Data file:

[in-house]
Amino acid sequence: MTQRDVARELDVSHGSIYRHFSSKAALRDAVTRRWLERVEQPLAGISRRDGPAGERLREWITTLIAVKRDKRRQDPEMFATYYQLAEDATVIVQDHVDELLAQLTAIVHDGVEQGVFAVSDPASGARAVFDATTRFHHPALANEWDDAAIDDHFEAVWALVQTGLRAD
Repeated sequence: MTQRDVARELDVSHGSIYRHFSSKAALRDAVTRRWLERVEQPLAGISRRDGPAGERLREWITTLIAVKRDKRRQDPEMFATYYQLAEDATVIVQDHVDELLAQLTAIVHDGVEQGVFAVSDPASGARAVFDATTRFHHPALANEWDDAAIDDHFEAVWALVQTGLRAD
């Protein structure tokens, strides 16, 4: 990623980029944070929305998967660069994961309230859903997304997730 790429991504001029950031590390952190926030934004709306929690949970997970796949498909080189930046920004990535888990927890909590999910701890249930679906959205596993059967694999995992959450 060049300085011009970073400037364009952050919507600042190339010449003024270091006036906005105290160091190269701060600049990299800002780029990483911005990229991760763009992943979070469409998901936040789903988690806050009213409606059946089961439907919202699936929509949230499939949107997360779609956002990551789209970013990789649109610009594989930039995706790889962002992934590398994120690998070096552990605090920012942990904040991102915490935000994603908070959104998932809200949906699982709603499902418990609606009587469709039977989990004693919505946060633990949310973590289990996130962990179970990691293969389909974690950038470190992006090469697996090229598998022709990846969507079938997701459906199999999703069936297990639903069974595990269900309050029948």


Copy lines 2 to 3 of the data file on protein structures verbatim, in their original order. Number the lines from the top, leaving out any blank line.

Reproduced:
Amino acid sequence: MTQRDVARELDVSHGSIYRHFSSKAALRDAVTRRWLERVEQPLAGISRRDGPAGERLREWITTLIAVKRDKRRQDPEMFATYYQLAEDATVIVQDHVDELLAQLTAIVHDGVEQGVFAVSDPASGARAVFDATTRFHHPALANEWDDAAIDDHFEAVWALVQTGLRAD
Repeated sequence: MTQRDVARELDVSHGSIYRHFSSKAALRDAVTRRWLERVEQPLAGISRRDGPAGERLREWITTLIAVKRDKRRQDPEMFATYYQLAEDATVIVQDHVDELLAQLTAIVHDGVEQGVFAVSDPASGARAVFDATTRFHHPALANEWDDAAIDDHFEAVWALVQTGLRAD